Take the 2-minute tour ×
Mathematics Stack Exchange is a question and answer site for people studying math at any level and professionals in related fields. It's 100% free, no registration required.

Let $T$ be the linear transformation represented by the matrix

$$ \left( \begin{array}{ccc} 1 & 1 & 0 & 3 \\ 1 & 1 & 1 & 5 \\ 2 & 2 & 1 & 8 \end{array} \right) $$

One can easily calculate that the image of this as a map from $\mathbb{R}^4\to\mathbb{R}^3$ is 3.

Call the above matrix $A$. Now consider the space $V$ of linear maps $B$ from $\mathbb{R}^2\to\mathbb{R}^4$ satisfying $AB=0$. Plainly $B$ is in $V$ iff the image of $B$ is in the kernel of $T$.

What is the dimension of $V$? Directly calculating, I get 4. However, it seems that one could argue that the dimension is the dimension of the kernel of $T$, which is $2$. What is the flaw in reasoning?

share|improve this question

2 Answers 2

up vote 1 down vote accepted

To rephrase you slightly, $V$ is simply the space of linear maps from $\mathbb{R}^2 \rightarrow ker(T)$. Note that $ker(T)$ is 2 dimensional, as you've said, and then linear maps from a 2 dimensional space to a 2 dimensional space form a vector space of $2 \cdot 2 = 4$ dimensions.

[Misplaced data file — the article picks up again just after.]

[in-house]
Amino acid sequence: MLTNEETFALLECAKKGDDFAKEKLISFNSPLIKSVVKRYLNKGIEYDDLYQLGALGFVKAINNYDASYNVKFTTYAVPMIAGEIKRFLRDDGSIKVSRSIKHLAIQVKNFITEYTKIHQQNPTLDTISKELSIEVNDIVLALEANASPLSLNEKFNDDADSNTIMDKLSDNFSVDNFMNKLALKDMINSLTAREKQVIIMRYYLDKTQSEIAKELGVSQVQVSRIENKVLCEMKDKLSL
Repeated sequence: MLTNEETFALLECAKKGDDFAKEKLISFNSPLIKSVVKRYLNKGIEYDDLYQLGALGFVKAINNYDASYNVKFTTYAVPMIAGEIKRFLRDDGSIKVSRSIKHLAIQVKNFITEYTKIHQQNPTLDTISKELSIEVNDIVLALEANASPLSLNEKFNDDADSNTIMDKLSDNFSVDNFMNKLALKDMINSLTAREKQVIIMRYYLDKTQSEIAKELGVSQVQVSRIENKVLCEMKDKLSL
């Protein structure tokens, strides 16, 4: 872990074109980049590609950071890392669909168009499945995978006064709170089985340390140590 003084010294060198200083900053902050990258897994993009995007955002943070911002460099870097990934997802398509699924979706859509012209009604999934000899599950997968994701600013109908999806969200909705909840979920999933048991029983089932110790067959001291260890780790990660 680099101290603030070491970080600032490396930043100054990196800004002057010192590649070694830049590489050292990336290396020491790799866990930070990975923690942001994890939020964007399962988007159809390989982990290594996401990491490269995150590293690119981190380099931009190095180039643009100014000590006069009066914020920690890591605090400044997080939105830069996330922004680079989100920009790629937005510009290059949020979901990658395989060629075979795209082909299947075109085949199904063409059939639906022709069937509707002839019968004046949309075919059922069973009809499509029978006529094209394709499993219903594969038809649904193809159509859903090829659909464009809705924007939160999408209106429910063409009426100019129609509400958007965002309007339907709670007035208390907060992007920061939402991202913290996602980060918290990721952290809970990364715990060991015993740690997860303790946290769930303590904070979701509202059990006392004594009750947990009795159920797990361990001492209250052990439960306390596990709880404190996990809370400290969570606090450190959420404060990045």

It is not simply the dimension of $ker(T)$ because you've got to account for the dimension of the domain as well.

share|improve this answer

If the rank of $A$ is $3$, as you say, then it's kernel has dimension $4-3 = 1$, by the rank-nullity-theorem. But the rank is two (the third row is the sum of the first 2 and hence the kernel has dimension 2). Now let's $V$ is, as you say, the space of all linear maps $\mathbb R^2\to \mathbb R^4$, whose image is contained in $\ker T$. So we are asked for the dimension of $L(\mathbb R^2, \ker T)$, that is the space of linear maps from $\mathbb R^2$ to another two dimensional space. The dimension of $L(X,Y)$ is known to be $\dim X \cdot \dim Y$ (if you represent them as matrices, a basis is easily given as those matrices which have exactly one 1 and otherwise zeros), so $\dim V = 2 \cdot 2 = 4$.

share|improve this answer

Your Answer

 
discard

By posting your answer, you agree to the privacy policy and terms of service.

Not the answer you're looking for? Browse other questions tagged or ask your own question.